The Czech Republic has concluded another agreement on exchange of information on tax matters (TIEA). Following the signing of similar agreements with the British Virgin Islands on 13 June 2011 and the Isle of Man on 18 July 2011, the Czech Republic concluded and signed a TIEA with Bermuda on 15 August 2011.The TIEA with Bermuda will enter into force after both parties have completed all required ratification procedures and exchanged corresponding notifications. For criminal tax matters the treaty provisions will take effect immediately on that date.
The TIEA meets the OECD international standard on tax cooperation and transparency. A protocol concerning the interpretation and application is an integral part of the agreement.
The taxes which are the subject of the TIEA are:
• the tax on income of individuals and legal persons, the tax on immovable property, the VAT and the excise tax imposed by the Czech Republic; and
• direct taxes of every kind and description imposed by Bermuda.
The competent authorities of the two parties are obliged to provide each other with tax information upon request. The party demanding information must demonstrate the foreseeable relevance of the information to the request and provide the other party with certain identification details and confirmations specified in Article 5 of the TIEA.
Information can be exchanged only for the purpose of the administration and enforcement of the domestic laws concerning the taxes covered by the TIEA. This (according to Article 1 of the TIEA) includes information relevant to the determination, assessment and collection of such taxes, the recovery and enforcement of tax claims, or the investigation or prosecution of tax matters. The state making the request must declare that the request is in compliance with its law and normal administrative practices. The other state is then obliged to provide the information, irrespective of whether the conduct under investigation would constitute a crime under its domestic laws, and irrespective of whether the tax claim giving rise to the request is disputed.
The scope of information exchange under the TIEA with Bermuda is widely drawn, as is also the case with the agreements with the BVI and the Isle of Man mentioned above. It covers information held by banks and other financial institutions, persons acting as agents or fiduciaries including nominees and trustees, and information regarding the ownership of companies, trusts, partnerships, foundations and other persons and their ownership chain. With regard to trusts, information on settlors, trustees and beneficiaries can be required, and in the case of foundations information on founders, members of council and foundation beneficiaries.
Information received under the TIEA must be treated as confidential and may be disclosed only to relevant tax bodies of the requesting state. They in turn may disclose the information in public court proceedings or in judicial decisions. However, disclosure to any other person or any other jurisdiction can proceed only with the express written consent of the competent authority of the requested party (Article 8 TIEA).
There is no obligation under the TIEA to comply with a request for information if:
• it concerns ownership information regarding publicly traded companies or public collective investment funds or schemes unless such information can be obtained without giving rise to disproportionate difficulties (Article 5(4)(b) TIEA); or
• the requested information would disclose any trade, business, industrial, commercial or professional secret or trade process (Article 7(2) TIEA); or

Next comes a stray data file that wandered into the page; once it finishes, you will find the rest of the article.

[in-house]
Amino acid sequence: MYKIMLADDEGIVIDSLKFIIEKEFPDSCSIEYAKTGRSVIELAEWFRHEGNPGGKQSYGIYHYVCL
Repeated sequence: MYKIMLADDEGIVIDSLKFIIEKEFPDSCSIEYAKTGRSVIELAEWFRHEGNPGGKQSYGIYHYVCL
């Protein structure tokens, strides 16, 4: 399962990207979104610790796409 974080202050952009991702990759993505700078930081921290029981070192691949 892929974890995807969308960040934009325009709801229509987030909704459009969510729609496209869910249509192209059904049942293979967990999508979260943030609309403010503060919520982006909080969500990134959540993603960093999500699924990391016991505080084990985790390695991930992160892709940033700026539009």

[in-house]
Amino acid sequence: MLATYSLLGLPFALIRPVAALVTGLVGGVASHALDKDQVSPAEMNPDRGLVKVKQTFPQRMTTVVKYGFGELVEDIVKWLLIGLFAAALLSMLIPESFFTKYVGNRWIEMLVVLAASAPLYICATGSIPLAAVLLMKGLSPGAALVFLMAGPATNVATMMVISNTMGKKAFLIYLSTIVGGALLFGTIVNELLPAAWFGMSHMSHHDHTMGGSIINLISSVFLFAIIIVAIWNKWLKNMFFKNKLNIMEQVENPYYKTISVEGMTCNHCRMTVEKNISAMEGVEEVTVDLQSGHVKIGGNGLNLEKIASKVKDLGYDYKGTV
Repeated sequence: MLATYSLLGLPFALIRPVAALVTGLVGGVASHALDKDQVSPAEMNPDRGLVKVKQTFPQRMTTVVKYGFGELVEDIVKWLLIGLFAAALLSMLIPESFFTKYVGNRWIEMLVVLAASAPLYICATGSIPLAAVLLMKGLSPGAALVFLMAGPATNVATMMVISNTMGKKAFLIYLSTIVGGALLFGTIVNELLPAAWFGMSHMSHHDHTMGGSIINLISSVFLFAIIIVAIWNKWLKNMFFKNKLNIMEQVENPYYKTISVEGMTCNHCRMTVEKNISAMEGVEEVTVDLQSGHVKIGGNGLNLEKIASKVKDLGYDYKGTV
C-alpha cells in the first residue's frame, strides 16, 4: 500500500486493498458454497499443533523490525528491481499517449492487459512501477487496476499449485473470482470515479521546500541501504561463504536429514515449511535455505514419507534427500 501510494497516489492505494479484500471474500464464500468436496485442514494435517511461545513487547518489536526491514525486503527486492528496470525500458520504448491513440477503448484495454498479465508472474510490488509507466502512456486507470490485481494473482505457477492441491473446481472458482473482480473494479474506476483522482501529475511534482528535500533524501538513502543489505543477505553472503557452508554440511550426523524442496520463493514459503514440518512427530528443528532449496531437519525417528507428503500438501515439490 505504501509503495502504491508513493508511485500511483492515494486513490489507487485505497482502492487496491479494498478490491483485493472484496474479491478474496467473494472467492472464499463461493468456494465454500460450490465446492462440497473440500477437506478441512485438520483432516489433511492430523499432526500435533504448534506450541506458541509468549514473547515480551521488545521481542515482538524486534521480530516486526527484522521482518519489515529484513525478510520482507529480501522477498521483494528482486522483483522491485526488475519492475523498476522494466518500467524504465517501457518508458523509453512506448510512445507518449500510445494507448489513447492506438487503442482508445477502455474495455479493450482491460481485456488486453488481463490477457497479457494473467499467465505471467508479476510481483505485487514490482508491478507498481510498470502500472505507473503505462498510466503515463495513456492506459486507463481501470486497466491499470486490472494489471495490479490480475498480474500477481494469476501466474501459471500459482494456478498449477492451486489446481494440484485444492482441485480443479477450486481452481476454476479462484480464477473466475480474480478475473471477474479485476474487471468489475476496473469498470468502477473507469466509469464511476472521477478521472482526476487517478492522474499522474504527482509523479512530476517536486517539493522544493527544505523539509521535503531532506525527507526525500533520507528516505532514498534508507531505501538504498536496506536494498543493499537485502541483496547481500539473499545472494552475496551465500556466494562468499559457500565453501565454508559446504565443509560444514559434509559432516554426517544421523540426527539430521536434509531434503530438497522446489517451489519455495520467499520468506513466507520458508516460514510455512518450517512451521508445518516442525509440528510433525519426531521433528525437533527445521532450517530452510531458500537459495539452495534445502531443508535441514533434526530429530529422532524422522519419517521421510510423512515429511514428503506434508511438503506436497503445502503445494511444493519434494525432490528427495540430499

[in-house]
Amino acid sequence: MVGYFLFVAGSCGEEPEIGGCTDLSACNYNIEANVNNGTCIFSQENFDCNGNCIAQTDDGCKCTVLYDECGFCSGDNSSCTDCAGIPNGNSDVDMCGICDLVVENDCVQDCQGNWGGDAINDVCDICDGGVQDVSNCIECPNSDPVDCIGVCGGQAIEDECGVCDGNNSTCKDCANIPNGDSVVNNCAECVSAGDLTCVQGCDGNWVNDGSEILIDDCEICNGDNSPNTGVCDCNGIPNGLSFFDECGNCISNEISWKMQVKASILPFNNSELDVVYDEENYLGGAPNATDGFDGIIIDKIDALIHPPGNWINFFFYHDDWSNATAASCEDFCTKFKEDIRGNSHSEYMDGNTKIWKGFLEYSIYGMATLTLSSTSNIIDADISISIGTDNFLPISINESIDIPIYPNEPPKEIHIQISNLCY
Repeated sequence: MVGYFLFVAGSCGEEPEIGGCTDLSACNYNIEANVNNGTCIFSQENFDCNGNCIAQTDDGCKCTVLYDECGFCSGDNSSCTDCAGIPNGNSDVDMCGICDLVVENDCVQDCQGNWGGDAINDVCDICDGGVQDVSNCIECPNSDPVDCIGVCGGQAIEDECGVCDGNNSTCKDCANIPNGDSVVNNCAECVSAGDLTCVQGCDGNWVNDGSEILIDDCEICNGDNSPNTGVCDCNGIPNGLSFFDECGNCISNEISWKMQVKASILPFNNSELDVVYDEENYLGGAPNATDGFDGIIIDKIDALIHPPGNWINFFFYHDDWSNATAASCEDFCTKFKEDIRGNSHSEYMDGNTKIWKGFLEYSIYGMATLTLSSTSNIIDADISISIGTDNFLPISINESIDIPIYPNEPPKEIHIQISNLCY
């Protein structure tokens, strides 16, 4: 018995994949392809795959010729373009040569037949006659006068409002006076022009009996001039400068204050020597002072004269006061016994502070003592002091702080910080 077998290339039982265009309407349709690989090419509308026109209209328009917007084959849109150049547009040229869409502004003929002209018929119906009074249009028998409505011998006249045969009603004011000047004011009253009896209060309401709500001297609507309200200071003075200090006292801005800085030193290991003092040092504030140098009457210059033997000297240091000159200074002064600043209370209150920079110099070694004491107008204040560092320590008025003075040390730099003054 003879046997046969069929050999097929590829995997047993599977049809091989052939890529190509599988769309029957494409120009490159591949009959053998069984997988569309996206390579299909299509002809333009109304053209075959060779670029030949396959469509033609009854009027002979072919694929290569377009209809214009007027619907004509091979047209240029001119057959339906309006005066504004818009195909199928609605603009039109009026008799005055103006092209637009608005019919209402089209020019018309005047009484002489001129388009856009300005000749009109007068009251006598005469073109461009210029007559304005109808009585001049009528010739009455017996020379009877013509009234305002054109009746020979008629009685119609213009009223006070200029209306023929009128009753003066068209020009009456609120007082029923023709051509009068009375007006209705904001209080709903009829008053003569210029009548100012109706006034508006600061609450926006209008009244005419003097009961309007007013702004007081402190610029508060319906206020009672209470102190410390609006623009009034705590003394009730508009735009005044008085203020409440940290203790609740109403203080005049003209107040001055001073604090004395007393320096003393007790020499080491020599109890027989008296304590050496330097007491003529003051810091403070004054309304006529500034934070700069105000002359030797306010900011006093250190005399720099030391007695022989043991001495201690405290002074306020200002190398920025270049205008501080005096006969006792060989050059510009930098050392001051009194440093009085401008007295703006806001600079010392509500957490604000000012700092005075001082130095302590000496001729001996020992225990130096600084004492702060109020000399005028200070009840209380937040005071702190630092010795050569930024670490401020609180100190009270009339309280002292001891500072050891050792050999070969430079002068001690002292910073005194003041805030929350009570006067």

• the party requesting the information would not be able to obtain the relevant information under its own laws for the purposes of the administration and enforcement of its own tax laws (Article 7(1) TIEA); or
• the request is not made in accordance with the TIEA (Article 7(1)) or the disclose of the information would be contrary to public policy or fundamental social principles (Article 7(4) TIEA); or
• the requested information would reveal confidential communications between a client and an attorney where such communications are produced for the purposes of seeking or providing legal advice, or for use in legal proceedings, whether existing or contemplated (Article 7(3) TIEA); or
• the information is requested in connection with enforcement of tax law discriminatory against a national of the requested party as compared with a national of the requesting party in the same circumstances (Article 7(6) TIEA).
The treaty also provides for the possibility of examinations and interviews being carried out by officials of one state in the territory of the other. Thus, one state may allow representatives of the competent authority of the other to enter its territory in order to interview individuals and examine records with the prior written consent of the persons concerned.
Similarly, a party can request permission to attend a tax examination taking place in the territory of the other.
The parties are obliged to notify each other of the time and place of the tax examination or the interview, as applicable.
ABOUT THE AUTHOR: Kateřina Brandýsová
Katerina obtained a Master's degree in Law and Legal Science from the Faculty of Law in Masaryk University, Brno, Czech Republic in 2001. In 2009 she obtained her Master&s degree in the field of European Union Law (Commercial) from the University of Leicester, United Kingdom. Katerina speaks Czech (native), English, Greek and German. She was admitted to the Cyprus Bar in 2010.
Her main areas of practice are Corporate and Commercial Law, specialising in Banking and Finance, in particular, advising on wide range of finance transactions. These include single lender and syndicated loans, secured and unsecured loans, cross-border finance; project finance; acquisition finance; asset finance; aviation finance; securitisations and restructuring.